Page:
Taiso is a form of conditioning used in jujutsu, a Japanese martial art that requires proper and precise movement. Martial artists use taiso to avoid injury. It happens to be a great workout, too.
(Goshin) Taiso = Goshin (protective) tai (body) + so (hardening) is a generic Japanese term for conditioning. It can range from simply stretching to very serious conditioning. Essentially, it is whatever activity you do to help you get ready safely for some other activity. In Japan you can see old folks who go to the park every morning and stretch who do it. (Interestingly enough, it is the word for gymnastics too.)
I like to do it on the severe side, as a mixture of body-weight, dumbbell, and two-person/partner exercises. It is extremely scalable, from rehab to training extreme athletes. The severe end has a reputation as the “wickedest workout on two legs,” so yes, this can be extreme conditioning if you like.
The big concept here is that one should train movements, not muscles. Your body has no concept of muscles, just movements. Even if you never intend to do martial arts training, taiso is a great workout and extremely portable. It doesn’t need much in the way of equipment. You can get snazzy looking dumbbells, if you like, but you will not find machines, weird diets, or things of that sort here. You’ll move better, have more stamina, and feel good afterwards. It’s quick and you only need train about half an hour a day with taiso. Throw in 20-30 minutes of cardiovascular training and you have a great workout.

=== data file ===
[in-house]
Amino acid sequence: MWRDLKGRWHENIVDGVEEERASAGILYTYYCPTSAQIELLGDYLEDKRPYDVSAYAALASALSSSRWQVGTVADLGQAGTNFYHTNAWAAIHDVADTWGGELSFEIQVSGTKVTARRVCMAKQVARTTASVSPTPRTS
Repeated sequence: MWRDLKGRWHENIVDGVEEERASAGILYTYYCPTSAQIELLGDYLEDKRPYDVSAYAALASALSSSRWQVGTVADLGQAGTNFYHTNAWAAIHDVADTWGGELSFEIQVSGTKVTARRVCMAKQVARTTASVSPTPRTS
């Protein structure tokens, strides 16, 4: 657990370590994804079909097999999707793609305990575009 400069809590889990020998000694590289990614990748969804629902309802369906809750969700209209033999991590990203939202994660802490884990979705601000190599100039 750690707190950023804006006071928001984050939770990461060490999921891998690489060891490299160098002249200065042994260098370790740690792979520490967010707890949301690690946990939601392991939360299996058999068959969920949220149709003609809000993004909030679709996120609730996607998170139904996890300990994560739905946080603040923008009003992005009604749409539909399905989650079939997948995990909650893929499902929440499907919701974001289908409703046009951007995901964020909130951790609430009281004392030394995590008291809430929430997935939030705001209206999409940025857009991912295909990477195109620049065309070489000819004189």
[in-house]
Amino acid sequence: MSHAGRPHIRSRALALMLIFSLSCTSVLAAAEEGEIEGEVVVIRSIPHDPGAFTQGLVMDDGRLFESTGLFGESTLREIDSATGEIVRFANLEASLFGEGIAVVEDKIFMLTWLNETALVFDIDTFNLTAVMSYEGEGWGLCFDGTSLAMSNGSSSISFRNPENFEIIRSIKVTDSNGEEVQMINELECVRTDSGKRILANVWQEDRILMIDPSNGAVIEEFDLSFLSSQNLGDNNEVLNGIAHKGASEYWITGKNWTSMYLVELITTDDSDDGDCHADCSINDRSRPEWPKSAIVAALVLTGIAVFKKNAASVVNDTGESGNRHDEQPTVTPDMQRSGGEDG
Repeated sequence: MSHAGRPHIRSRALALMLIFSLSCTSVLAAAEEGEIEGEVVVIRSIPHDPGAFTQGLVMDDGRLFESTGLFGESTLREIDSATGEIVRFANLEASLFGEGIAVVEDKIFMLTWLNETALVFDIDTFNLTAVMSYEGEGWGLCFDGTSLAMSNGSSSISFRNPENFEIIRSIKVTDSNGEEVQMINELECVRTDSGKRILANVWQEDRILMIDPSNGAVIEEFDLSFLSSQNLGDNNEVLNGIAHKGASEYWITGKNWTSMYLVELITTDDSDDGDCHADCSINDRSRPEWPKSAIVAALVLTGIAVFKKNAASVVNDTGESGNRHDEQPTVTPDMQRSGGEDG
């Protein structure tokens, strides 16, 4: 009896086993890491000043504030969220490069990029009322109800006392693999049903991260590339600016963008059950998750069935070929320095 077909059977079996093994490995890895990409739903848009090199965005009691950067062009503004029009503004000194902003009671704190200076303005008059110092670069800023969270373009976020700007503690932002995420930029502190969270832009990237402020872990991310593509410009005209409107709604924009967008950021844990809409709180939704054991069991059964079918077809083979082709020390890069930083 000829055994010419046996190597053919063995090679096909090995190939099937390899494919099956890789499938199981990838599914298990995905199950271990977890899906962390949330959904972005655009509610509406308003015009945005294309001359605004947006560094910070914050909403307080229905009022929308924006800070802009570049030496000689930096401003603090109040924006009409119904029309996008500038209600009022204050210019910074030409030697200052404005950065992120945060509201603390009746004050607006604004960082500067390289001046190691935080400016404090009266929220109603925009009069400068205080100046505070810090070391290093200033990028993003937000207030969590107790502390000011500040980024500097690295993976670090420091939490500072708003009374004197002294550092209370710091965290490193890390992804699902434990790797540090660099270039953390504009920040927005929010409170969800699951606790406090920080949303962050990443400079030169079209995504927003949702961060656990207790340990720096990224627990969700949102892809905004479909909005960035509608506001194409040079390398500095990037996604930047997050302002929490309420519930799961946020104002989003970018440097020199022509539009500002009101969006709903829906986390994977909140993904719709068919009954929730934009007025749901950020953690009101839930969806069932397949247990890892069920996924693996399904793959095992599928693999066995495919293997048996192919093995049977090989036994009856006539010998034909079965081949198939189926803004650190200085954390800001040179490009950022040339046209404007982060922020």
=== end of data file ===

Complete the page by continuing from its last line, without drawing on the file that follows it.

Pushing limits safely
Going full tilt in a martial arts class is good training, but doing so on a regular basis courts injuries and overtraining issues. Taiso puts the extreme parts of the training in the conditioning, where it can be controlled and you can practice training as hard as you like with minimal risk of injury. This is one of the most important tricks in being able to stay active at a higher level as you age or try to return after an injury.
Many martial arts train you hard via sparring or other work. This has a couple of serious drawbacks. First, given the chaotic nature of the training it is easy to get badly injured. One of the most common accounts of an injury runs along the lines of “we were just sparring when I tried hard to do an X as he tried Y then pop and that was that.”
You should always work well inside of your limits any time you need to use your art. (And I believe that requiring some athletic feat to carry the day will fail pretty reliably.) Generally, separating the extreme parts of the training from sparring lets you learn your limits.
Said differently, I like to train on the edge, but I’m smart enough about it to carefully monitor my failure modes. It’s safer and gives great results. Also, I emphasize training movements rather than muscles. The reason is that I think Pareto’s Principle holds–namely, 20% of the exercises give 80% of the benefit. Taiso uses that 20%.
I don’t claim that one lick of this is original. If you have done sports for a while you’ll have seen all of these movements elsewhere. I just claim to have organized it in a way that complements my training.